Point: 23. Superior Colliculus
Superior and inferior colliculi comprise the tectum or roof
(dorsal to the cerebral aqueduct) of the mesencephalon or
midbrain. The rostral portion of the roof consists of two
bumps=superior colliculi. Superior colliculus is thought to
play a role in integrating sensory information (visual,
auditory, somatosensory) into motor signals that help orient
the head toward various stimuli.
Visual inputs from the retina (retinocollicular) and the
visual cortex (corticocollicular) reach the superficial
layers of this laminated structure. Visual inputs from the
right visual world reach the LEFT superior colliculus, and
vice-versa. Auditory and somatosensory inputs also reach
intermediate and deep layers (don't worry about how these
inputs get there!). Axons that arise from cells in the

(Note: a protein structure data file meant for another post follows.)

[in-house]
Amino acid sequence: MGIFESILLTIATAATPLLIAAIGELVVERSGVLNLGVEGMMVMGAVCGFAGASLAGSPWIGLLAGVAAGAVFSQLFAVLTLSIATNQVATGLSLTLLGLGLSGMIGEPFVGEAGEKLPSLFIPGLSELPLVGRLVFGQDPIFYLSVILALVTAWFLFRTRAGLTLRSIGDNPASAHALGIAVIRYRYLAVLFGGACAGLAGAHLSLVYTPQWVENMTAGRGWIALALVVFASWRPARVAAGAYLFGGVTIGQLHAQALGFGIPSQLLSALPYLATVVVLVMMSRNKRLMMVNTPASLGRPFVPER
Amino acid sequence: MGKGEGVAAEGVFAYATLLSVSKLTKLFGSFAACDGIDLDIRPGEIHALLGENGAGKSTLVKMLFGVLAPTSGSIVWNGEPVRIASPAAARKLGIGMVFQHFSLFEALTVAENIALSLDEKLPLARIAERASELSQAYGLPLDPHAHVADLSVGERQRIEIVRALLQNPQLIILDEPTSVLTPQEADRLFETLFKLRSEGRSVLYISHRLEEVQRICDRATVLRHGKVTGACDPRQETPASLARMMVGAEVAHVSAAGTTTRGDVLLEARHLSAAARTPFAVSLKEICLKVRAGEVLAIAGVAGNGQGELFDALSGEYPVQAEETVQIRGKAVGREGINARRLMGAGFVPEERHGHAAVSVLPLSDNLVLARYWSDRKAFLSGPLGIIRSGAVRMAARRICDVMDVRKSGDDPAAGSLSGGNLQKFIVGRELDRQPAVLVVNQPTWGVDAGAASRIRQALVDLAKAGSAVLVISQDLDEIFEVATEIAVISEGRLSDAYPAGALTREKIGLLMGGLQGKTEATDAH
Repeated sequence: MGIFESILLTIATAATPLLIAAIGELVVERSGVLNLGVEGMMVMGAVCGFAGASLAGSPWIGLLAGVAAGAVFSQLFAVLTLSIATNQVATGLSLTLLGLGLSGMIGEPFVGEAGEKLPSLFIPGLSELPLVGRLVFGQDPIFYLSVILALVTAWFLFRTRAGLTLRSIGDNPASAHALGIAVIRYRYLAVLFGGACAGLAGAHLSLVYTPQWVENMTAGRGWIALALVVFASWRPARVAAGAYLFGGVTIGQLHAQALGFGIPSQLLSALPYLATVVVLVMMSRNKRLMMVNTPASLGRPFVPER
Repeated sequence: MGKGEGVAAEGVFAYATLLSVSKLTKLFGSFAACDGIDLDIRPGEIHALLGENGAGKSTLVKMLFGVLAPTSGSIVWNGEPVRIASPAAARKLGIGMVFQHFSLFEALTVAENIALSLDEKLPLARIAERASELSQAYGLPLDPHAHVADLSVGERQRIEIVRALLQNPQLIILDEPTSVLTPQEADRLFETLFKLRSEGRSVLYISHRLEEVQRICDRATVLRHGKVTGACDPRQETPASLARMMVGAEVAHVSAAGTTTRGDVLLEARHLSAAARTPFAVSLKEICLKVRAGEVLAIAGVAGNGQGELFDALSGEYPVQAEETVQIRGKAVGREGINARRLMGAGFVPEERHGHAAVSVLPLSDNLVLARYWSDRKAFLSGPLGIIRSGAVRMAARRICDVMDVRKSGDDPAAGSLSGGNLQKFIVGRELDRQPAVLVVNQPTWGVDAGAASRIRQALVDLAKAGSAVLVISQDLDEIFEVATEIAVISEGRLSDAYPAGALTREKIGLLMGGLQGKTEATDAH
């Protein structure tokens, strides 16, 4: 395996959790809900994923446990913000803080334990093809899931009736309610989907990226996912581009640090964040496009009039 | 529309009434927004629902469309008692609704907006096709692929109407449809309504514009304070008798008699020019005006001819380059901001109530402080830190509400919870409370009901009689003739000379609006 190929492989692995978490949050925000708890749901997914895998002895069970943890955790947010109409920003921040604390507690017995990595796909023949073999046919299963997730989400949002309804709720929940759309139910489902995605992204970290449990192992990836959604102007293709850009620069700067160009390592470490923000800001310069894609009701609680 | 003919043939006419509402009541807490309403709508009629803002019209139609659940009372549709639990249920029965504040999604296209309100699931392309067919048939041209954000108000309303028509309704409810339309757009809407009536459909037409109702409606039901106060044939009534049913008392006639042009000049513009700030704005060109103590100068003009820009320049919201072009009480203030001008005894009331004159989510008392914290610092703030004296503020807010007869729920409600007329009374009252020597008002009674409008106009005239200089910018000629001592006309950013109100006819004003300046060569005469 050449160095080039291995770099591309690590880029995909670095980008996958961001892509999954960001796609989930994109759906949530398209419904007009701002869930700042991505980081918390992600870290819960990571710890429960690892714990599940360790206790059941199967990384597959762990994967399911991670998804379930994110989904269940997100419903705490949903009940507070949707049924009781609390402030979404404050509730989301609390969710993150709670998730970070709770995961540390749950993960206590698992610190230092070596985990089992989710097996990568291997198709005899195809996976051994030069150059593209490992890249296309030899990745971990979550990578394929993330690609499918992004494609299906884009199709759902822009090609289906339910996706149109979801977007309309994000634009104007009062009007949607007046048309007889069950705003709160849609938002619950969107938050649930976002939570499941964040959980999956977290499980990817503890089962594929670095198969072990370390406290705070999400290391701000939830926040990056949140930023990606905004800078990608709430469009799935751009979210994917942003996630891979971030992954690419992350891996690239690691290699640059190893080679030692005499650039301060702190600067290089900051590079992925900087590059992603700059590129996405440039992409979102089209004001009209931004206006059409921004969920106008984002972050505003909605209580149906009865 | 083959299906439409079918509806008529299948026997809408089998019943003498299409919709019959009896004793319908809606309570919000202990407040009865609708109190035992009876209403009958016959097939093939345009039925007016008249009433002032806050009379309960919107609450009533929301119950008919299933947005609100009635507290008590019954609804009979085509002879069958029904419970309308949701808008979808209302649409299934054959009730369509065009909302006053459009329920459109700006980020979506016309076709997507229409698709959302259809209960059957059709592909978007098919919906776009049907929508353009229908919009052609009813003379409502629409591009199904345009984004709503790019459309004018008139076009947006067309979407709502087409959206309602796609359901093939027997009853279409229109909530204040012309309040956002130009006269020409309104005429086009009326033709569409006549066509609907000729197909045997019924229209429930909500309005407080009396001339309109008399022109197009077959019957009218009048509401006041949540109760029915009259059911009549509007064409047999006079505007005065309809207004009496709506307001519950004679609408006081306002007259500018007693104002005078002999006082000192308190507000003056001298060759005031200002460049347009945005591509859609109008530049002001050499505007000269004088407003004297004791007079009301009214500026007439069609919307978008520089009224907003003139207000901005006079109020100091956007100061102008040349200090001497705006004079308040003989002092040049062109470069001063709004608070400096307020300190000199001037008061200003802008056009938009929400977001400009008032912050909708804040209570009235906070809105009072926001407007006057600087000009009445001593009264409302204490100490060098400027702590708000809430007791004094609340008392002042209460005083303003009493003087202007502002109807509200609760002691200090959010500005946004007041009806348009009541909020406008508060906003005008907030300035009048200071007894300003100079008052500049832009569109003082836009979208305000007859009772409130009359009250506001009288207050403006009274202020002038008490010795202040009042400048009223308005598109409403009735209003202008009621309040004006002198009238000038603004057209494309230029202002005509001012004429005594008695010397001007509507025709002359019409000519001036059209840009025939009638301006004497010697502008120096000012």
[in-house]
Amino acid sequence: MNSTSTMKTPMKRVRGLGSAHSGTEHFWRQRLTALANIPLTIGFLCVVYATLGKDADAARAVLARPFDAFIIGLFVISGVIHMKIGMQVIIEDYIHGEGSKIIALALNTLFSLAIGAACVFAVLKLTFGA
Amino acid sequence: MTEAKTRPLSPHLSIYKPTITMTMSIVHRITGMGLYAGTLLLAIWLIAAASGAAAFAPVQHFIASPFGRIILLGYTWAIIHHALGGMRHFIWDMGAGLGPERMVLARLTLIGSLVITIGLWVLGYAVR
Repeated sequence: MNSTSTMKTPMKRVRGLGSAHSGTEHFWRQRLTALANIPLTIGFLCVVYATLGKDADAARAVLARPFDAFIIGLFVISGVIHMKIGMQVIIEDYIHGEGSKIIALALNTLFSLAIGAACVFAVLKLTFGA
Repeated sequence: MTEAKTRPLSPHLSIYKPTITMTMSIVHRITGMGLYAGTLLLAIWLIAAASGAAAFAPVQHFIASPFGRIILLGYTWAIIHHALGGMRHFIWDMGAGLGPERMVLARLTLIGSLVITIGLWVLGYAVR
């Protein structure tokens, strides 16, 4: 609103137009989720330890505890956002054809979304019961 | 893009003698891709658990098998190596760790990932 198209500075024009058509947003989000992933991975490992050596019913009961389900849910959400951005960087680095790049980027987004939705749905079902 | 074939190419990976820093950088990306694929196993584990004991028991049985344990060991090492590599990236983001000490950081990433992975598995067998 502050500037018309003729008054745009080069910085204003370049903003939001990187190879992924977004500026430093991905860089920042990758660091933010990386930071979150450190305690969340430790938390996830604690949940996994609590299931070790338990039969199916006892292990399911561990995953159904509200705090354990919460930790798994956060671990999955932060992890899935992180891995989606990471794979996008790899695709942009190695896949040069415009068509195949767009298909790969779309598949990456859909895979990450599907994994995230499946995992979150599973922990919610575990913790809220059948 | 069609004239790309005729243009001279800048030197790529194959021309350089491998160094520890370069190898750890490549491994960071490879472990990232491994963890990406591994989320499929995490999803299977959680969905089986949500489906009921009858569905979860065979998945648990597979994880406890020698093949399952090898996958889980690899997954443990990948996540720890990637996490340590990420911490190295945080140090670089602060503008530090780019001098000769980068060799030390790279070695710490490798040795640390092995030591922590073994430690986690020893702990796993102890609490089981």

intermediate and deep layers CROSS at the level of the
superior colliculus, pass caudally through the brainstem (we
do not identify them in our sections) and enter the VENTRAL
FUNICULUS of the spinal cord. Tectospinal axons leave the
ventral funiculus to synapse upon cells in the medial part
of the spinal cord grey at upper cervical levels only.
Pathway helps us to turn our head toward visual (and
auditory and somatosensory) stimuli. The LEFT superior
colliculus tells the RIGHT cervical cord motor neurons
(splenius capitus, not sternocleidomastoid) to turn the head
the to the right.
Lesion of the LEFT superior colliculus results in inability
to turn head reflexively to the RIGHT (CONTRA.) upon visual
(or somatosensory and auditory) stimuli on the RIGHT.
Superior colliculus is also involved in the control of eye